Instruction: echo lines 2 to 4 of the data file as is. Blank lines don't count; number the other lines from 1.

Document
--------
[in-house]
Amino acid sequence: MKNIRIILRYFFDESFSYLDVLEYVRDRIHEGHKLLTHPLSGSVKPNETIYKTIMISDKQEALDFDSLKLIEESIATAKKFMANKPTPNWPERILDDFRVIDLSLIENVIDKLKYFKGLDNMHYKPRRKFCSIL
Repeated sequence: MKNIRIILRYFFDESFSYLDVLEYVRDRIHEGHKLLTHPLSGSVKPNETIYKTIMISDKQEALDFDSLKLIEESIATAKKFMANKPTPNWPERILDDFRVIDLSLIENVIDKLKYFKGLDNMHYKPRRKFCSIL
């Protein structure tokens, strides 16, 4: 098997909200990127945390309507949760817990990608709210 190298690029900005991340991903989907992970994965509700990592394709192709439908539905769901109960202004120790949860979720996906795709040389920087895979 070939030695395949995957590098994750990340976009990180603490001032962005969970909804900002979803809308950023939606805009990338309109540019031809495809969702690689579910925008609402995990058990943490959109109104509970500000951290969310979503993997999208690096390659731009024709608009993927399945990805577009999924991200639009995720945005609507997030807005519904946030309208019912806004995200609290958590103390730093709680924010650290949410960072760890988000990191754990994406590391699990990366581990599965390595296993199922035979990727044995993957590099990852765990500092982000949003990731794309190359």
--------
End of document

Amino acid sequence: MKNIRIILRYFFDESFSYLDVLEYVRDRIHEGHKLLTHPLSGSVKPNETIYKTIMISDKQEALDFDSLKLIEESIATAKKFMANKPTPNWPERILDDFRVIDLSLIENVIDKLKYFKGLDNMHYKPRRKFCSIL
Repeated sequence: MKNIRIILRYFFDESFSYLDVLEYVRDRIHEGHKLLTHPLSGSVKPNETIYKTIMISDKQEALDFDSLKLIEESIATAKKFMANKPTPNWPERILDDFRVIDLSLIENVIDKLKYFKGLDNMHYKPRRKFCSIL
């Protein structure tokens, strides 16, 4: 098997909200990127945390309507949760817990990608709210 190298690029900005991340991903989907992970994965509700990592394709192709439908539905769901109960202004120790949860979720996906795709040389920087895979 070939030695395949995957590098994750990340976009990180603490001032962005969970909804900002979803809308950023939606805009990338309109540019031809495809969702690689579910925008609402995990058990943490959109109104509970500000951290969310979503993997999208690096390659731009024709608009993927399945990805577009999924991200639009995720945005609507997030807005519904946030309208019912806004995200609290958590103390730093709680924010650290949410960072760890988000990191754990994406590391699990990366581990599965390595296993199922035979990727044995993957590099990852765990500092982000949003990731794309190359």